I'm Alan Partridge
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|I'm Alan Partridge|
Title screen, featuring Steve Coogan as Alan Partridge, wearing his trademark green blazer (1997)
|Created by||Peter Baynham
|Country of origin||United Kingdom|
|No. of series||2|
|No. of episodes||12 (list of episodes)|
|Running time||27-29 minutes (approximately)|
|Original network||BBC Two|
|Picture format||4:3 Series 1, 16:9 Series 2|
|Original release||3 November 1997– 16 December 2002|
|Preceded by||Knowing Me Knowing You with Alan Partridge|
|Followed by||Mid Morning Matters with Alan Partridge|
|Related shows||The Thick of It
In the Loop
I'm Alan Partridge is a 1997 BBC situation comedy starring Steve Coogan and written by Coogan, Peter Baynham and Armando Iannucci. It features Alan Partridge, a tactless and inept radio DJ, after he has been left by his wife and dropped from the BBC. The show follows Partridge as he lives in a roadside hotel, presents a graveyard slot on Norwich local radio, and desperately pitches ideas for new television shows.
A second series followed in 2002, with Partridge now living in a static caravan after recovering from a mental breakdown. Iannucci said the writers used the sitcom as "a kind of social X-ray of male middle-aged Middle England." 12 episodes were produced.
The series was nominated for three BAFTAs (winning two), two British Comedy Awards (winning both), and a Royal Television Society award. In a list drawn up by the British Film Institute in 2000, voted by industry professionals, I'm Alan Partridge was named the 38th best British television series of all time.
- 1 Characters
- 2 Reception
- 3 Episodes
- 4 Awards and nominations
- 5 Geography
- 6 References
- 7 External links
Alan Partridge (Coogan)
The main character of the series, Alan, a former host on Knowing Me, Knowing You... with Alan Partridge on BBC television, was dismissed from the BBC partly for punching Chief Commissioning Editor Tony Hayers in the face with a stuffed partridge and partly because his programmes were of a low standard, delivering ever-declining ratings. In series one he is divorced from his wife Carol, lives in the Linton Travel Tavern and is reduced to working the graveyard shift on Radio Norwich whilst desperately trying to get back on television in any capacity.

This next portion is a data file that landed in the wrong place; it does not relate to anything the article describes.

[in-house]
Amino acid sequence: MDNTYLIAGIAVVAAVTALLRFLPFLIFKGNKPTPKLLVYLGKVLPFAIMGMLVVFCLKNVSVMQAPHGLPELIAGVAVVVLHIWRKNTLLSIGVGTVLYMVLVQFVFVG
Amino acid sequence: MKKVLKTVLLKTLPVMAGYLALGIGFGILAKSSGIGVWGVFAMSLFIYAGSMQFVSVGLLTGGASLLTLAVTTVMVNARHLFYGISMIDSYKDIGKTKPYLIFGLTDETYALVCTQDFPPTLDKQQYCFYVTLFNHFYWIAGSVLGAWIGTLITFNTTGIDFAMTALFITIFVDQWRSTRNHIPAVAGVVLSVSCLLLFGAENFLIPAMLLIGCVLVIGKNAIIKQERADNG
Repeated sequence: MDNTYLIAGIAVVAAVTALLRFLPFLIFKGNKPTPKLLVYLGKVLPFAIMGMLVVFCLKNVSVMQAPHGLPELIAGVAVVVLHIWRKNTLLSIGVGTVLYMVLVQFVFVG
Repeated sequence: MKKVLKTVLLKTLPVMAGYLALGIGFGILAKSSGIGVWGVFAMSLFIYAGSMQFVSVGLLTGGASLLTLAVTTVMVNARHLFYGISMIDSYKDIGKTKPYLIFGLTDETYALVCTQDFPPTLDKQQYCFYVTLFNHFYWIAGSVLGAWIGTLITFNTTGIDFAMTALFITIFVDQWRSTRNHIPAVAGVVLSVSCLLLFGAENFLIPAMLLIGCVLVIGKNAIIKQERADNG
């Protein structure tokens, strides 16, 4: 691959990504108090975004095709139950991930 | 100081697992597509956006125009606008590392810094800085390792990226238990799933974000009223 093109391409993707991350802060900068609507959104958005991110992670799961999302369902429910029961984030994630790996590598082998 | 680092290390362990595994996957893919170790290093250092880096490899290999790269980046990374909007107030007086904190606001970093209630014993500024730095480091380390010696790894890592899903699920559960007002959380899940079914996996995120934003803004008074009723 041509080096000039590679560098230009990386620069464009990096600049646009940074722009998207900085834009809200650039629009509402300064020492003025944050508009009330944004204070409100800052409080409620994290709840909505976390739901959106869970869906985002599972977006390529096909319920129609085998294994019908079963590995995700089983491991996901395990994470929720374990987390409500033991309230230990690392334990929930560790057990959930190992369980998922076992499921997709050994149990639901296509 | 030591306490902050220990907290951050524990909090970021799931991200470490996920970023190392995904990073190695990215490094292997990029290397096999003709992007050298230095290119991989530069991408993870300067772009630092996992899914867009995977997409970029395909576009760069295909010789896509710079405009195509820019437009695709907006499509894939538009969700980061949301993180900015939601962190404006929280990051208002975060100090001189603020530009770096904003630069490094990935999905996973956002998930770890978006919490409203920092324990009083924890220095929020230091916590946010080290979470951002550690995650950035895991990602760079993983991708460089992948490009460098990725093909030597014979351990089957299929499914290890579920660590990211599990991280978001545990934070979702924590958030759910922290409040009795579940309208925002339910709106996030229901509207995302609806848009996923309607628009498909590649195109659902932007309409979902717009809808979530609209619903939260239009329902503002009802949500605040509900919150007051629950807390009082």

By series two, following an off-screen mental breakdown, Alan has fixed himself slightly. He lives in a static caravan next to the dream house he is having built. Besides this, he has a radio show in the evening, hosts a military-based quiz show on digital television (on fictional channel UK Conquest, which has the highest audience share for any programme "at that time of day in the Norfolk area"), has published his autobiography, and has a girlfriend named Sonja. Alan is generally loathsome and narcissistic with very poor social skills and a largely empty personal life.
Lynn Benfield (Montagu)
Alan's hard-working, long-suffering, personal assistant, Lynn appears to run Alan's life to such an extent that he cannot survive without her organisational skills; despite this, he usually treats her with little more than contempt. Besides dealing with Alan's working-life, Lynn's other duties range from the banal to the truly ridiculous — accompanying Alan to visit a show home, buying medicinal powder for Alan's fungal foot infections, cooling Alan with a hand-fan, and frequently listening patiently to Alan's pointless conversations and endless whining.
Lynn is a member of a local Baptist church, which Alan finds strange but is willing to tolerate. Her mother, with whom Lynn possibly lives, is apparently housebound, but Lynn seems able to balance her life between looking after her mother's affairs and those of Alan. When accompanying Alan, Lynn appears inhibited by him, but seems capable of easily blending into social situations when Alan is not present. Despite her intense and frequently ludicrous workload, Lynn receives a paltry £8,000 per year, due to Alan's greedy penny-pinching.